If Klamath Falls is too far to travel please consider attending the meeting by Polycom……that means you Mark Butterfield (LOL) and you Bill Buhrig and others that  live in the northern and eastern parts of the state.   We would love to have your input  at these meetings!!!!!! Not just board members can come ….all members are welcome to attend!!!!!  Get a car load together and make a day trip out of it! Hope to see a room full at this meeting!!!!!!   Mary
Here is info on Polycoms:
Polycoms Make Attending OHFA State Board Meetings Easy

Mylen Bohle, with the Central Oregon OSU Extension Service, has been trying to figure out how more board members from other distant affiliates (depending upon who is hosting the board meeting) could / would participate in the state board meetings via Polycoms.  They are available in each region by contacting your local extension service.  With the Polycoms, we can see and hear you, and you can see and hear us. They are easy to connect up. The Polycoms would allow any affiliate president and board members, and any other interested OHFA members to participate, when a particular state board meeting is too far away to travel to because of time and expense.  As long the Polycom room is available and reserved ahead of time in an affiliate’s county Extension office, then every affiliate should be able to attend the meetings.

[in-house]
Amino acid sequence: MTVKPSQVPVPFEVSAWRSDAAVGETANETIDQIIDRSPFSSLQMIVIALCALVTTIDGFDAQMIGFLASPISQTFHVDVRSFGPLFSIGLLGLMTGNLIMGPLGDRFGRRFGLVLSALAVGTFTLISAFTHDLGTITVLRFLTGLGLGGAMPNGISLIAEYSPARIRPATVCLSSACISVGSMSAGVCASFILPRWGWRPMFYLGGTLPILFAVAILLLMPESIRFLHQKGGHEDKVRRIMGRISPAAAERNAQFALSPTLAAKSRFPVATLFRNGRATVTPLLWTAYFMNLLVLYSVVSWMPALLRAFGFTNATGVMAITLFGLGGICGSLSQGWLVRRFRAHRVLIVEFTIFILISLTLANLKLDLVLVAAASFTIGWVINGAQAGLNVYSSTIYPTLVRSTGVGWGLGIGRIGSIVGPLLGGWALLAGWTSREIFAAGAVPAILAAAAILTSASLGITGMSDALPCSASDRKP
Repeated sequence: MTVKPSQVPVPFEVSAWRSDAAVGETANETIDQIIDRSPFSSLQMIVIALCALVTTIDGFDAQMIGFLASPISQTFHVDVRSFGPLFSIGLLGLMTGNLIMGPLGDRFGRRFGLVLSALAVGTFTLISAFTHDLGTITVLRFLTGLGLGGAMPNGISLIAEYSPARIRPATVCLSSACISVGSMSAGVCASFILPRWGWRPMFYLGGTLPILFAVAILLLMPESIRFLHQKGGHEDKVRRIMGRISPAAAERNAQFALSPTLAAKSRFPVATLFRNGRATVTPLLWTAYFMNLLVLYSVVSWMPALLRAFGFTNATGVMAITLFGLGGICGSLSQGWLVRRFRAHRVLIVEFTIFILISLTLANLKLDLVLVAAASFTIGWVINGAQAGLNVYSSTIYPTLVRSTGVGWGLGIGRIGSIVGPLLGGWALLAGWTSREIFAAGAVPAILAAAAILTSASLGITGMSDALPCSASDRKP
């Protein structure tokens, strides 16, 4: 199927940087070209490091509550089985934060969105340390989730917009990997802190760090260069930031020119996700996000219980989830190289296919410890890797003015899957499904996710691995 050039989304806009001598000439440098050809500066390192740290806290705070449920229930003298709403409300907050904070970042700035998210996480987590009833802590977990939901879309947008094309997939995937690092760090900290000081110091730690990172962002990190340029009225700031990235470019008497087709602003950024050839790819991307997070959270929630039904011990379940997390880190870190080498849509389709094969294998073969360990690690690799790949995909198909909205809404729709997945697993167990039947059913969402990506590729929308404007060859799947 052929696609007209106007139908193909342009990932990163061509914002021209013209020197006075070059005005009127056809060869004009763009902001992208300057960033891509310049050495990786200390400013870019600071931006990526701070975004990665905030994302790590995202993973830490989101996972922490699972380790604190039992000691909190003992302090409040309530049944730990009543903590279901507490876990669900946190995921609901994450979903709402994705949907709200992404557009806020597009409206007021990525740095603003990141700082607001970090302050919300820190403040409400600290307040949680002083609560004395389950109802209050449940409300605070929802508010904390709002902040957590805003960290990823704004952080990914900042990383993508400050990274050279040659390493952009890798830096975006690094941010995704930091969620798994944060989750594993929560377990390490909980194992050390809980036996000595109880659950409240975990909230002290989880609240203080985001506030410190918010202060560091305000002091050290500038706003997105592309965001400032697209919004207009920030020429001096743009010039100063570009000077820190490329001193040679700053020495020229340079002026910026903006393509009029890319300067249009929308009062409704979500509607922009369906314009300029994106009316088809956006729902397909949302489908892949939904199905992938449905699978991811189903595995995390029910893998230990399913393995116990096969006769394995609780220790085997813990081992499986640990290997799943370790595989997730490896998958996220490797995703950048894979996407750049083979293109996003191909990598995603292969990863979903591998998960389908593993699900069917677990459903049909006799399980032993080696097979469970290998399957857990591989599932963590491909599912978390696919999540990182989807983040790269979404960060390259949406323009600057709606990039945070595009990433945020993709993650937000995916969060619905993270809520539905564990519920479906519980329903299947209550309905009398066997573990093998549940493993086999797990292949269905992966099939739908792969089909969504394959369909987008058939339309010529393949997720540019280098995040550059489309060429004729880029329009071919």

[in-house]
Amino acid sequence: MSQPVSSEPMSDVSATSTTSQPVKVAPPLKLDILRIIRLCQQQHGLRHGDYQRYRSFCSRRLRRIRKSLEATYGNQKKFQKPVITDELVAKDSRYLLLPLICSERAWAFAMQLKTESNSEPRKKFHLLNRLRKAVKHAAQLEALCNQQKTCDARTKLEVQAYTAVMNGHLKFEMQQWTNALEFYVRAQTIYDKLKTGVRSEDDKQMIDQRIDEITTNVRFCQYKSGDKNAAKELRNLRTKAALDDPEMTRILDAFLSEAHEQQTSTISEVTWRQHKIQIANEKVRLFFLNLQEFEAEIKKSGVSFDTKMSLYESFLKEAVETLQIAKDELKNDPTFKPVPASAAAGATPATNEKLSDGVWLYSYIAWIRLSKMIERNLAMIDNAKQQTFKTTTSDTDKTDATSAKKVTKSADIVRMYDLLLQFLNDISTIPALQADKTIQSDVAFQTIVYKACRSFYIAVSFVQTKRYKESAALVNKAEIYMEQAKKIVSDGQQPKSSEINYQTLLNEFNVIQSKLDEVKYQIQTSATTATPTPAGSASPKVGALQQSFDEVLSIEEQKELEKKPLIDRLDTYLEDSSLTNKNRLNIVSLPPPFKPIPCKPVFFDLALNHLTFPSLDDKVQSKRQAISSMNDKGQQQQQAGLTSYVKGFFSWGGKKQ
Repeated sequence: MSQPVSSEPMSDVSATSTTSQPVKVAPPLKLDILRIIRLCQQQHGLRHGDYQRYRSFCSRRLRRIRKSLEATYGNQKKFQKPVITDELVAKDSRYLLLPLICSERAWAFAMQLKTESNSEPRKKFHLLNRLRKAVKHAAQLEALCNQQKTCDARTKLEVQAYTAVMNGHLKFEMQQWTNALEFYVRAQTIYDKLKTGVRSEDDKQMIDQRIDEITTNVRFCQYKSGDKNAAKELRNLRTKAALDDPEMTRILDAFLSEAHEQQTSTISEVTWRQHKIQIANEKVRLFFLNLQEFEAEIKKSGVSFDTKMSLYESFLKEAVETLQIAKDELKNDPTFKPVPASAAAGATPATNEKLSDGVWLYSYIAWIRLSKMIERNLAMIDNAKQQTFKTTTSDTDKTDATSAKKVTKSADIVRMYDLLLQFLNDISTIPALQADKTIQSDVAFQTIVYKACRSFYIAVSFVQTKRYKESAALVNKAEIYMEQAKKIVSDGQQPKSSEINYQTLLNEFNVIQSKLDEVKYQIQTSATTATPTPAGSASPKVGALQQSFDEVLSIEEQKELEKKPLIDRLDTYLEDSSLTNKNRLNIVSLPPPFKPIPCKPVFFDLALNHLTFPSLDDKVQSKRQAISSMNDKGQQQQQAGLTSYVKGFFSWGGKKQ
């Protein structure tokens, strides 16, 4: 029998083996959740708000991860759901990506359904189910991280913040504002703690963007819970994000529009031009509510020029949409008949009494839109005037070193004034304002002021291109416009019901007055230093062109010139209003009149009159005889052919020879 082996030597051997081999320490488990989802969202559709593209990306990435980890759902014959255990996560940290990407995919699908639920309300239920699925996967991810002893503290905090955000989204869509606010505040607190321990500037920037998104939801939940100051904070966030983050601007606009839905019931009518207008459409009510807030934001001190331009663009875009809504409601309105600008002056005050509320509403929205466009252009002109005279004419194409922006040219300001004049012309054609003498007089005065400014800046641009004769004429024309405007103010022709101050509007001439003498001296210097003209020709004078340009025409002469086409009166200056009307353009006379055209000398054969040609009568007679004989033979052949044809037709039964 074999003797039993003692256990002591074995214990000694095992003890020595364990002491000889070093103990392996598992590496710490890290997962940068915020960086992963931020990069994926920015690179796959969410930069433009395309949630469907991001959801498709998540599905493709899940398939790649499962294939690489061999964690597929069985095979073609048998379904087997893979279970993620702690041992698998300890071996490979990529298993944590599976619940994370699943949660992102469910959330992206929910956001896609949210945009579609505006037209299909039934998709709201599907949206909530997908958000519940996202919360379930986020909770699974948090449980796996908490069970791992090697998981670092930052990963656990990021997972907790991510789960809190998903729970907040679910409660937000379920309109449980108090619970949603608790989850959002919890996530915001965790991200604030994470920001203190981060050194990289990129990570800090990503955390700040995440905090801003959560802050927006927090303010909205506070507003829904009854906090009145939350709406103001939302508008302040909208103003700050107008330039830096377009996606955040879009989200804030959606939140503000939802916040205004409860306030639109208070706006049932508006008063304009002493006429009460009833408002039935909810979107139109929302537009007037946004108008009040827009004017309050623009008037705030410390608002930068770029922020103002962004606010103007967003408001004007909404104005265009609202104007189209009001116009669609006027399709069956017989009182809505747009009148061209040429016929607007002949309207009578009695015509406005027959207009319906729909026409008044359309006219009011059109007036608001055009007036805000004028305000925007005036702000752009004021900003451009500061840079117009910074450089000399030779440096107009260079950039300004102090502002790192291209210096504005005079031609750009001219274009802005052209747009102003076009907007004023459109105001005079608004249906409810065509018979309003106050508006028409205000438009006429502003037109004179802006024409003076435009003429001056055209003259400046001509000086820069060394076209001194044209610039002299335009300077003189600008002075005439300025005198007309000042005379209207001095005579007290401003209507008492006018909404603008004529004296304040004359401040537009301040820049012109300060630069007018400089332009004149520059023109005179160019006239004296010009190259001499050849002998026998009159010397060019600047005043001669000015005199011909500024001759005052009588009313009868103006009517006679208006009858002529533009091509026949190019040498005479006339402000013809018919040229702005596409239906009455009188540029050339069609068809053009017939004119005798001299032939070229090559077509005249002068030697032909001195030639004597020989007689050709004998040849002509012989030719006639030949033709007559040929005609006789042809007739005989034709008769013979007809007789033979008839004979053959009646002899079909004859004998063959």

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Easy raised beds Thu, 18 Sep 2014 03:48:15 +0000 2014 09 16_1345

The new raised bed, three blocks high and filled with three layers of straw alternating with three layers of soil mix.



Last year I built five raised beds for my garden. I have gotten tired of tilling and more importantly, tired of bending all the way to the ground. As my age goes up, my flexibility goes down. Funny how that happens.

The first two I built were 3 x 12″ lumber and they went together pretty quickly. Unfortunately, they are just one foot above ground level and that still leaves me with having to bend over, especially since the fill material sinks as the season goes on.

The final three I built last year are made of concrete block and they are generally taller than the wooden sided beds. The first two, one for winter veggies, the other for strawberries, are two blocks high, or a total of about 16-inches from the ground. Better, but still not good.


2014 09 16_1348